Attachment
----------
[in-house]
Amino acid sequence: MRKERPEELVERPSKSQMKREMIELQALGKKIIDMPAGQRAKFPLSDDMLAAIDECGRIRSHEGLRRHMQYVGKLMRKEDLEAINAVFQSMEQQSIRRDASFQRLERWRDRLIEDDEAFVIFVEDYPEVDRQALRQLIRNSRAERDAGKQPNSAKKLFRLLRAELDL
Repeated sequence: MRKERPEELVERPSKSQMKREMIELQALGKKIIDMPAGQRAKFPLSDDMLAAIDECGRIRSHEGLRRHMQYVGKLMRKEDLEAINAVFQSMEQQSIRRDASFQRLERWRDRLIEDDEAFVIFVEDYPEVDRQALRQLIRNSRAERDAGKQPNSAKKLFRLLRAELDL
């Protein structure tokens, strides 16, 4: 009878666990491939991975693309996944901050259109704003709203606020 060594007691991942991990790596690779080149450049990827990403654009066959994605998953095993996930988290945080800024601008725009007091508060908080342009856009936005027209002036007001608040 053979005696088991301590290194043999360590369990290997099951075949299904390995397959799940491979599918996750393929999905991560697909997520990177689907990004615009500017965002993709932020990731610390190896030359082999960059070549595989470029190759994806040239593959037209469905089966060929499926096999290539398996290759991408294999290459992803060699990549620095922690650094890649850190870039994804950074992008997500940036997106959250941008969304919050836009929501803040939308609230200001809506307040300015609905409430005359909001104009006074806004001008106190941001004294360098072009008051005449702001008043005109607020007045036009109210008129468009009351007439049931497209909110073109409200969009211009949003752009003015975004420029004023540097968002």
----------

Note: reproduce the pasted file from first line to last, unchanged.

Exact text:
[in-house]
Amino acid sequence: MRKERPEELVERPSKSQMKREMIELQALGKKIIDMPAGQRAKFPLSDDMLAAIDECGRIRSHEGLRRHMQYVGKLMRKEDLEAINAVFQSMEQQSIRRDASFQRLERWRDRLIEDDEAFVIFVEDYPEVDRQALRQLIRNSRAERDAGKQPNSAKKLFRLLRAELDL
Repeated sequence: MRKERPEELVERPSKSQMKREMIELQALGKKIIDMPAGQRAKFPLSDDMLAAIDECGRIRSHEGLRRHMQYVGKLMRKEDLEAINAVFQSMEQQSIRRDASFQRLERWRDRLIEDDEAFVIFVEDYPEVDRQALRQLIRNSRAERDAGKQPNSAKKLFRLLRAELDL
């Protein structure tokens, strides 16, 4: 009878666990491939991975693309996944901050259109704003709203606020 060594007691991942991990790596690779080149450049990827990403654009066959994605998953095993996930988290945080800024601008725009007091508060908080342009856009936005027209002036007001608040 053979005696088991301590290194043999360590369990290997099951075949299904390995397959799940491979599918996750393929999905991560697909997520990177689907990004615009500017965002993709932020990731610390190896030359082999960059070549595989470029190759994806040239593959037209469905089966060929499926096999290539398996290759991408294999290459992803060699990549620095922690650094890649850190870039994804950074992008997500940036997106959250941008969304919050836009929501803040939308609230200001809506307040300015609905409430005359909001104009006074806004001008106190941001004294360098072009008051005449702001008043005109607020007045036009109210008129468009009351007439049931497209909110073109409200969009211009949003752009003015975004420029004023540097968002």